Christians are jumping on the bandwagon to ‘help the abused’. James has something to say about that.
If a brother or a sister is without proper clothing, or destitute of daily food, and one of you says to them, Depart in peace; may God send you warmth and food – and notwithstanding, you do not give them those things that are needful to the body, what help is it?
Pure devotion, and undefiled before God the Father, is this: to visit the fatherless and widows in their adversity, and to keep oneself unspotted from the world.
(James 2:15-16; 1:27, New Matthew Bible)
#Metoo and #Churchtoo are giving rise to many new “advocates” in the Christian community. Churches, Christian leaders and Christian journalists are getting on the bandwagon pronouncing this or that ‘wisdom’ about abuse and ‘how to respond to abuse’. But a lot of what they are saying and doing is naive, misinformed, under-informed or simply ‘image management’ for their own reputation
When churches and clergy are doing image management, it is designed to get victims and their supporters to shut up. And to get the secular media off the churches’ backs. And they’re also getting on the bandwagon hoping it will protect them from being sued for their previous malpractice.
The bandwagon. The plethora of ‘advice to victims’. All the virtue-signalling: “Hey everyone! We are setting up a ministry to the abused!”
It feels a little similar to the problems that victims of domestic abuse have with DV centers in the U.S.A. The secular DV support centres in the US will convince the victim that she is not safe at home, but they either will not or cannot provide much if any support once she leaves.
I personally know of several Christian victims of domestic abuse who are currently homeless. I know women who are living in trailer parks. Some are couch surfing. Some are desperately looking for a room to rent. These women have to keep their true identity hidden on social media. They try to go under the radar as much as possible because many abusive men are skilled at stalking their targets on Facebook and other social media platforms.
These women have no one from their family of origin or their former church who is astute and trustworthy in supporting these women. So these women don’t have the normal network of friends or family that non-abused people have. Some of them are at high risk of being killed by their abusers. And these women almost always have health problems…from the longterm abuse they have suffered. Physical ailments. Plus complex PTSD. And they don’t have much money. They may be on food stamps. They may be working for very low pay. They may not be able to work because of their physical disabilities and ill health. Some of them have had their phones hacked or tampered with by the abuser. Some of them don’t feel safe to use email.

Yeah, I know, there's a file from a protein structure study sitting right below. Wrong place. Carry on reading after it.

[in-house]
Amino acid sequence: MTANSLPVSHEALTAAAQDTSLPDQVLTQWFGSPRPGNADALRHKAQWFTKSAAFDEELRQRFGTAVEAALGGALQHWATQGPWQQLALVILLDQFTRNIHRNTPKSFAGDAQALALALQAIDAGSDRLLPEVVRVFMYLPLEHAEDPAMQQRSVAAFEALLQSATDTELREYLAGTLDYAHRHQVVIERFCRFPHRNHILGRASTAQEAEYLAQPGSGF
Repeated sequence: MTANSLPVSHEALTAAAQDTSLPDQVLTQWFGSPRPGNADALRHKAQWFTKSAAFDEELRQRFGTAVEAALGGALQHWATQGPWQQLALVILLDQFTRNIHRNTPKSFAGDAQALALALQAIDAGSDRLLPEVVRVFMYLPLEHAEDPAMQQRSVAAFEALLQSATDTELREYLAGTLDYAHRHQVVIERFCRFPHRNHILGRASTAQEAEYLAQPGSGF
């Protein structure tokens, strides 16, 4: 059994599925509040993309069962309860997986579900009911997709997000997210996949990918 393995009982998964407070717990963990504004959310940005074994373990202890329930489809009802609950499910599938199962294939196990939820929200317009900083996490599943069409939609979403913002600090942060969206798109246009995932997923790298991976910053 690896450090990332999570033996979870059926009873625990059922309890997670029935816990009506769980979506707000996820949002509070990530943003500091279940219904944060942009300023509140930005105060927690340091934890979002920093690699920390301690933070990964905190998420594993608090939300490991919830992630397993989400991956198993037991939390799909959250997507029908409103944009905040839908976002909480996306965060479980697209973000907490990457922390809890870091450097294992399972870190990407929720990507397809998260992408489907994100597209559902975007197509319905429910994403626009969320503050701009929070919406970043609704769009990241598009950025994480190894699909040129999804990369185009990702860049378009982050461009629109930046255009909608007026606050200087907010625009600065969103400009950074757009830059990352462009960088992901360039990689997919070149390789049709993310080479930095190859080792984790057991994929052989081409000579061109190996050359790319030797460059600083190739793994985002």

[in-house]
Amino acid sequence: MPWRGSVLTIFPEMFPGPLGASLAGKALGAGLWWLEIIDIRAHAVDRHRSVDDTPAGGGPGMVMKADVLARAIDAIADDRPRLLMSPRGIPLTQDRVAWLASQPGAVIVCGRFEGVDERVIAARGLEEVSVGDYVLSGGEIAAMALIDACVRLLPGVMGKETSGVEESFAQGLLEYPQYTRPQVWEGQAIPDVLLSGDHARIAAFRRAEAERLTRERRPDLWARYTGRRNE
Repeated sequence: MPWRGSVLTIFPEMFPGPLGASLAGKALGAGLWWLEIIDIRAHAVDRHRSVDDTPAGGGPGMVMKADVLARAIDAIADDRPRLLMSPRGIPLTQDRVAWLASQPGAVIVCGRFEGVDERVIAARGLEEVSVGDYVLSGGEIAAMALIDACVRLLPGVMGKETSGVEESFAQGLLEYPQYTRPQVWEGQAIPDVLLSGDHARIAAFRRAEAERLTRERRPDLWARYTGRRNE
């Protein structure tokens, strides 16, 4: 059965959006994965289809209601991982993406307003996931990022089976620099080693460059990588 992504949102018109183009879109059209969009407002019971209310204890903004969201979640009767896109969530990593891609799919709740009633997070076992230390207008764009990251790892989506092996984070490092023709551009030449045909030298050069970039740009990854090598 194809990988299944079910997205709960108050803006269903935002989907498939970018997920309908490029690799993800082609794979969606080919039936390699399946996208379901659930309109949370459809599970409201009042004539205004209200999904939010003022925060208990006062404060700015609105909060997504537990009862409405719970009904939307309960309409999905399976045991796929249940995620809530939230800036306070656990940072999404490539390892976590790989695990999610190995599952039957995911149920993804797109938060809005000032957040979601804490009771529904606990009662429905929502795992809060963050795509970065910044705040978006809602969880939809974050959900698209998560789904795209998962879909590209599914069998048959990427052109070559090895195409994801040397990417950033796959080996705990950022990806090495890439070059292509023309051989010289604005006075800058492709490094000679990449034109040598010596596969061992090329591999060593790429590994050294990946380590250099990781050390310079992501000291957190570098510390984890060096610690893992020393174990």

Many of them are so easily and frequently triggered by insensitive remarks from others (including other Christians) that they might have only a few minutes or hours each few days where they have the mental space and physical energy to take action to change their situation for the better.
So I want to ask this:
Do people who advocate for victims of abuse bear any responsibility to assist in the support structure for the victims?
Because the structure is NOT there. And while I’ve described the situation in the USA, the support structures for victims in other countries are sometimes as bad or worse than the USA. Australia seems to be a bit better than the USA, but there are many many countries where it is far worse. Think of the third world! And it is going to get worse. …possibly very soon as more women are educated through the various campaigns which are springing into mainstream Christian media because of #MeToo and #ChurchToo.
If churches are going to get on the bandwagon and start offering ‘ministry’ to the abused, they need to —
- learn from our website and other experienced advocates how to do it
- provide financial assistance so that victims can carefully and safely get safe from their abusers without having to crawl through the fire of homelessness, poverty, untreated health problems, etc.
- not assume that they know enough to be able to control or direct how the victims should use the financial assistance.
Most of these get-on-the-bandwagon people are not nearly skilled enough yet to advise victims what to do.
We do not tell victims what to do. We give them information and we spread before them options and ideas they might like to consider. We encourage them to read what we have on this site. But we do not tell them what to do. We encourage victims to make their own decisions in their own time. We trust that with the understanding of true Christianity which they can gain from reading things on our site, they will become better and better able to reject unbiblical (victim-entrapping) teaching. And thus they will be more and more able to be led by the Spirit.
God is able to guide each victim of abuse in the way that will be best for her.
And I’ll rephrase that for the male victims, so I don’t offend anybody. God is able to guide each victim of abuse in the way that will be best for him.
Pastors and church leaders, please read this: What are the most important things for me to know about domestic abuse?
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